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"Landscape View of Arundel Castle" (1864) | Edward Moran

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003SPP10A
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"LANDSCAPE VIEW OF ARUNDEL CASTLE" (1864) BY EDWARD MORAN (AMERICAN, 1829-1901)
Signed "Ed. Moran 1864" lower left; painting executed in oil on canvas
Item # 003SPP10A 

An exquisite landscape painting from relatively early in his career, this vibrant view of the fields before Arundel Castle depicts grazing sheep and cattle before the winding river Arun in the golden hour as evening closes in. There is a heavy atmosphere through which the light bends and shifts, obscuring the distant castle in a translucent haze. The waning light catches the edges of the clouds and casts long shadows against the animals as the sun has drifted out of frame.

Signed lower left "Ed. Moran", the work is dated 1864, executed during the trip taken by Edward together with his brother Thomas to study painting in England.

ABOUT EDWARD MORAN

Born to a family of hand-loom weavers on August 19 of 1829, Edward Moran and his eleven siblings grew up in Lancashire, England before immigrating to Maryland in 1844. Moran left his family to work in a cotton mill in Philadelphia, where he met and trained under seascape painter James Hamilton and landscape artist Paul Weber. The effect of Hamilton and Weber on his work is evident in the highly detailed landscape work he produced in his early painting period. During the 1850's he trained his brother Thomas Moran on painting while the two shared a studio in Philadelphia. Thomas would later say "(Edward) taught the rest of us Morans all we know about art".

In 1861, Edward and Thomas left together for England to continue their studies and came under the influence of seascape painter J.M.W. Turner as well as the Dutch painters of the seventeenth century. Edward studied at the Royal Academy and during this period they both executed many landscapes of the countryside throughout England, including sketches and paintings of Arundel Castle - a sketch by Thomas Moran dated the same year depicts Arundel Castle and the surrounding town.

Edward became a member of the Philadelphia Academy of Fine Arts as well as an Associate of the National Academy of Design. During an 1868 exhibition with the Pennsylvania Academy, he achieved some notoriety after a dispute with the directors regarding the placement of his work - in response, he painted over the group of paintings and cut one canvas from its frame, leaving the defaced paintings in situ as a public statement. He eventually resigned as a member of the Pennsylvania Academy.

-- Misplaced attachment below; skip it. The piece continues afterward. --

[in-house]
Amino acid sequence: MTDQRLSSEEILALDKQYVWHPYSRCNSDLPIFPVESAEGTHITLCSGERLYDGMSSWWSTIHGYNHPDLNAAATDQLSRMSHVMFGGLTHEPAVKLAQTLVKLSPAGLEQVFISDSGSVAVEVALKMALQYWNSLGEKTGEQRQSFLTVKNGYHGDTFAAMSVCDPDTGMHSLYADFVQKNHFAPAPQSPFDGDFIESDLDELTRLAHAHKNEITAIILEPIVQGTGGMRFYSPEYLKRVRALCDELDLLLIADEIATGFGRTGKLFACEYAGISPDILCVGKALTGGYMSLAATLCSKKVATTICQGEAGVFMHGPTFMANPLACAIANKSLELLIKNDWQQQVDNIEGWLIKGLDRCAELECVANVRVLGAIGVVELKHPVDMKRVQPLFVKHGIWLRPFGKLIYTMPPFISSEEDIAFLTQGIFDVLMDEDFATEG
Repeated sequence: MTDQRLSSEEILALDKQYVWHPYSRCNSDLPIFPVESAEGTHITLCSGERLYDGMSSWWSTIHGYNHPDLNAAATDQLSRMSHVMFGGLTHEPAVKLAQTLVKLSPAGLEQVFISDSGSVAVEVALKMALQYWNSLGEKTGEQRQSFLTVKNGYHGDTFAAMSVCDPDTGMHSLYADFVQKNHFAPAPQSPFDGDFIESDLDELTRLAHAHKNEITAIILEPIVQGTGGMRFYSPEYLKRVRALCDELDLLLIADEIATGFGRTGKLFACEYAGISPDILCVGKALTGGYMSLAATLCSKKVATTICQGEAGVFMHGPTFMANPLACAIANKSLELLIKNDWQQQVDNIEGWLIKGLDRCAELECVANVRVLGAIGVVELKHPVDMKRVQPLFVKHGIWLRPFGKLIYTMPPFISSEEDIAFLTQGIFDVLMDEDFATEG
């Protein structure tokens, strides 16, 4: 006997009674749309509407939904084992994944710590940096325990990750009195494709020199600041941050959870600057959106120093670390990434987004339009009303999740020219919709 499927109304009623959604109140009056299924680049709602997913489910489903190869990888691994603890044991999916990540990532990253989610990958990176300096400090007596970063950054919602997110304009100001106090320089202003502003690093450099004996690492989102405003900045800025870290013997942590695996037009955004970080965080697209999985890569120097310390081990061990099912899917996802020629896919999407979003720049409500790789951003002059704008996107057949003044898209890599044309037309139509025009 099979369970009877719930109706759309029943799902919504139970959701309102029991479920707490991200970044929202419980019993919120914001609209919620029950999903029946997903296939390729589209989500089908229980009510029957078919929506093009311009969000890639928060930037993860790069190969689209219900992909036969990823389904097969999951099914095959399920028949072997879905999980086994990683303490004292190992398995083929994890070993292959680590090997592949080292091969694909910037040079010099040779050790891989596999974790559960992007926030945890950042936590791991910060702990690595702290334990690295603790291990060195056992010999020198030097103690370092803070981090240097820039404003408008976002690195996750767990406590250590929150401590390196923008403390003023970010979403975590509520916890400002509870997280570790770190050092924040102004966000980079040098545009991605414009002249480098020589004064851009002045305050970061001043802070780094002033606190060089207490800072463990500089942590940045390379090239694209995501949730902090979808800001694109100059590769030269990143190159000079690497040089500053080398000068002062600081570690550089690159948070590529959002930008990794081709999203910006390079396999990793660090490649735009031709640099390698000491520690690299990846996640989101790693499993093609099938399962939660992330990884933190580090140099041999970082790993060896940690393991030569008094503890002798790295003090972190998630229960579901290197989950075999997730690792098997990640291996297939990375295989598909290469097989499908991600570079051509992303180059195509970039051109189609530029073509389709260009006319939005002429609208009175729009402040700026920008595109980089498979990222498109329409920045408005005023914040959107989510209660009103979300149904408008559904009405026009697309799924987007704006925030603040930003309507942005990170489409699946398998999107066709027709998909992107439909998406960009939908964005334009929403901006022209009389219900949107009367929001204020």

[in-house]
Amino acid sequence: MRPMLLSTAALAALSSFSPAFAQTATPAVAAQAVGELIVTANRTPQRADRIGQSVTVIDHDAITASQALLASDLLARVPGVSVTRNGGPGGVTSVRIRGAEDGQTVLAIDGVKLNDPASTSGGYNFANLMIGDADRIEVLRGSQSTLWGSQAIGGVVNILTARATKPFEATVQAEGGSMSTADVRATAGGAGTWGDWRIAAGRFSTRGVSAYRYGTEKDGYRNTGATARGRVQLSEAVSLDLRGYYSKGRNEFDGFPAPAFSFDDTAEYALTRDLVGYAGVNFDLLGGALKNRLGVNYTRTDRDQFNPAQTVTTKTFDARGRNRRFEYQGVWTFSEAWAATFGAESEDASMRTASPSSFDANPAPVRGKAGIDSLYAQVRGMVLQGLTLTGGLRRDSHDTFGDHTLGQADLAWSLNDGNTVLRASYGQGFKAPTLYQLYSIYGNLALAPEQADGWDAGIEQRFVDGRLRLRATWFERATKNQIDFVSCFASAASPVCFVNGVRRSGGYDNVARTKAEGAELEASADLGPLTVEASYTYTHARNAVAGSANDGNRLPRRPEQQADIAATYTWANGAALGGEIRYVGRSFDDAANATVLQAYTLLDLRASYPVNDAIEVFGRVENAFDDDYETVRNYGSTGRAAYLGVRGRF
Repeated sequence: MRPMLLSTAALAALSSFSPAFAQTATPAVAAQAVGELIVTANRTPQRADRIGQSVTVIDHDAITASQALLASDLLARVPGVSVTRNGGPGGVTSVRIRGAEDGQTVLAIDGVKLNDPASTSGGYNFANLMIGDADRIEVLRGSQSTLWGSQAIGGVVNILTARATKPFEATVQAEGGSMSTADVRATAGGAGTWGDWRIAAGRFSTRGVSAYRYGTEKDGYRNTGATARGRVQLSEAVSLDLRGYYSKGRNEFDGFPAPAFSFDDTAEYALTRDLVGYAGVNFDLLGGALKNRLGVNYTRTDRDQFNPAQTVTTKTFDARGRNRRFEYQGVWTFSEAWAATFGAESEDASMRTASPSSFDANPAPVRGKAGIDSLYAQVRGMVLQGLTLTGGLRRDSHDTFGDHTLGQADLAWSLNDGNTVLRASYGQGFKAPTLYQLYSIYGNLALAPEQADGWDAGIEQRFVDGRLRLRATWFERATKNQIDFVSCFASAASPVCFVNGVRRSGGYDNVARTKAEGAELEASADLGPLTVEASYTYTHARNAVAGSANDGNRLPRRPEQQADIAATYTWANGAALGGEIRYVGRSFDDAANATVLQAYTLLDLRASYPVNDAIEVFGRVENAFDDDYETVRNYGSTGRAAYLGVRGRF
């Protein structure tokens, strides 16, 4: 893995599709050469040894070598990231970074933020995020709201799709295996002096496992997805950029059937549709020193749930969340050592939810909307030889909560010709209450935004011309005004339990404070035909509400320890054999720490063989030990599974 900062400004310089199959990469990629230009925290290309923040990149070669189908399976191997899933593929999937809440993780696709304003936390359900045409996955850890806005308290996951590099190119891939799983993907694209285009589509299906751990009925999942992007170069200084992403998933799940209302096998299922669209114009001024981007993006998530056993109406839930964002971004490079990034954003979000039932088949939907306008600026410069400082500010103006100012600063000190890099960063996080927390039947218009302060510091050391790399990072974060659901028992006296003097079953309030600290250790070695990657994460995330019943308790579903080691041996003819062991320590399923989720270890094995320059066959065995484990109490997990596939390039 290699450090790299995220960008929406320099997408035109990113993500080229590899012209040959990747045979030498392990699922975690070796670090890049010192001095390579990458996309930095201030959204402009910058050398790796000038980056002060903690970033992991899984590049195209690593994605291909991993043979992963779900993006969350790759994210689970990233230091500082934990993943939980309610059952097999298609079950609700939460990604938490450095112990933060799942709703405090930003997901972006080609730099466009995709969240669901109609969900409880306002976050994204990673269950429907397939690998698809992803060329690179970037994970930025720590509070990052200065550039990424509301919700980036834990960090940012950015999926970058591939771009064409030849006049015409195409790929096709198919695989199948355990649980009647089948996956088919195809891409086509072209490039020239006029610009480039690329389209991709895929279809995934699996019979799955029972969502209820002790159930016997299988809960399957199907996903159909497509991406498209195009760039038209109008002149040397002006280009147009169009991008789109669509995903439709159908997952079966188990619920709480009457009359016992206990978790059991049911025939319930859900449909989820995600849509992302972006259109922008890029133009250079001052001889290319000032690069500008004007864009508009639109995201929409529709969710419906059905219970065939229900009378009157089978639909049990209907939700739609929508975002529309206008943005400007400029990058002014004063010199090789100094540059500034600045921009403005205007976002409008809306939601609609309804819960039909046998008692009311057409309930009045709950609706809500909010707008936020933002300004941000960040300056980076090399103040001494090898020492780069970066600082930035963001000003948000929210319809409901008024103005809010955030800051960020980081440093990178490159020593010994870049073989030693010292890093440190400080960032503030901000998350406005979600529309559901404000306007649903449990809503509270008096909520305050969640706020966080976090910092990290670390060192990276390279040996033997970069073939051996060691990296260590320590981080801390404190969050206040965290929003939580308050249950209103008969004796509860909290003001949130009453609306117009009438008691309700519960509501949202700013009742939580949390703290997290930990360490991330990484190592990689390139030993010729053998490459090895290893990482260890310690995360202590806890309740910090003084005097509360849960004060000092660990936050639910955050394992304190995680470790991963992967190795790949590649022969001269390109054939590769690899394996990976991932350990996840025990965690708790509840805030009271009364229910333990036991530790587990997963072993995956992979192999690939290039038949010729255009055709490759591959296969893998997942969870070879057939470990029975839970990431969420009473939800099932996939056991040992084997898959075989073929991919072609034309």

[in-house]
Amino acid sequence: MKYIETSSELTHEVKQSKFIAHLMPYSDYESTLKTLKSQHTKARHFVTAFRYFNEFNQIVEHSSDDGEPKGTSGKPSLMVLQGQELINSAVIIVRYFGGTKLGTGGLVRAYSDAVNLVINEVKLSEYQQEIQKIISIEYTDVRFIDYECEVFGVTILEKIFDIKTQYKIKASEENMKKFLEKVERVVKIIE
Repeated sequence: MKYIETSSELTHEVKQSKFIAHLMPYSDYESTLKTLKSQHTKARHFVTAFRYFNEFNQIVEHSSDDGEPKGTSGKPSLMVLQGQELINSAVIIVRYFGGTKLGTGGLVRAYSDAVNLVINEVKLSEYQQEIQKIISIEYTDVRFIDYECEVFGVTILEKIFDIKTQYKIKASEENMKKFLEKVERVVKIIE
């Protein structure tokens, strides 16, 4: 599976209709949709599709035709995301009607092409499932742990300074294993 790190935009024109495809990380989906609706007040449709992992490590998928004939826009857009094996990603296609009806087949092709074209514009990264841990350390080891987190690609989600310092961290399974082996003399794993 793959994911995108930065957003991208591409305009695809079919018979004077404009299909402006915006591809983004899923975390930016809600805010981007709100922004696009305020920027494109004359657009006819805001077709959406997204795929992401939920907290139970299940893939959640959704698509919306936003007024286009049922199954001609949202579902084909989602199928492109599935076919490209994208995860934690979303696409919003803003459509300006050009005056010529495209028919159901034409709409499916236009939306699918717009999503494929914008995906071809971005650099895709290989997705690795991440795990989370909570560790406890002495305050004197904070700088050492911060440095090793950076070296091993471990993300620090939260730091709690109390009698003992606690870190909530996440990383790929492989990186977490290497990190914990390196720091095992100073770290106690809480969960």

In 1871 he returned to the United States and settled in New York. He was in France from 1877 to 1879 and by his return in the 1880's his work had permanently shifted from landscapes to marine paintings, a specialty he focused on for the rest of his life. His brush stroke became more "painterly" with a broader focus on the mood and phases of the ocean and less emphasis on minute detail and perfect realism. He was regarded as a contemporary expert on marine painting and published discussions on his Marine painting technique in a series of articles titled "Hints for Practical Study of Marine Painting" for Art Amateur for their 1888 September and November issues.

By 1890, Edward developed a taste for depicting the maritime history of the United States and from 1891 through 1898 he completed at least thirteen canvases. Several of these are held in the permanent collection of the Annapolis, Maryland U.S. Naval Academy Museum.

Moran spent the rest of his life living and working in New York City until his death in 1901. His work was highly successful during his lifetime and widely respected - he was eulogized as having no American superior in the field of marine painting.

Artist Listings & Further Reading:

  • Edward Moran (1829−1901), American Marine and Landscape Painter, Paul Schweizer, 1979
  • E. Benezit Dictionary of Artists, Gründ, 2006


Measurements: 20 1/4" H x 30 3/8" W [canvas]

Condition Report:
Light craquelure throughout the canvas. Relined. Retouch to an old repair in the sky above and to the right of the castle. Under UV showing flaring from this repair as speck touch ups in a few spots throughout. Light edge wear to where the frame rubs. Professionally cleaned and conserved. Contemporary frame.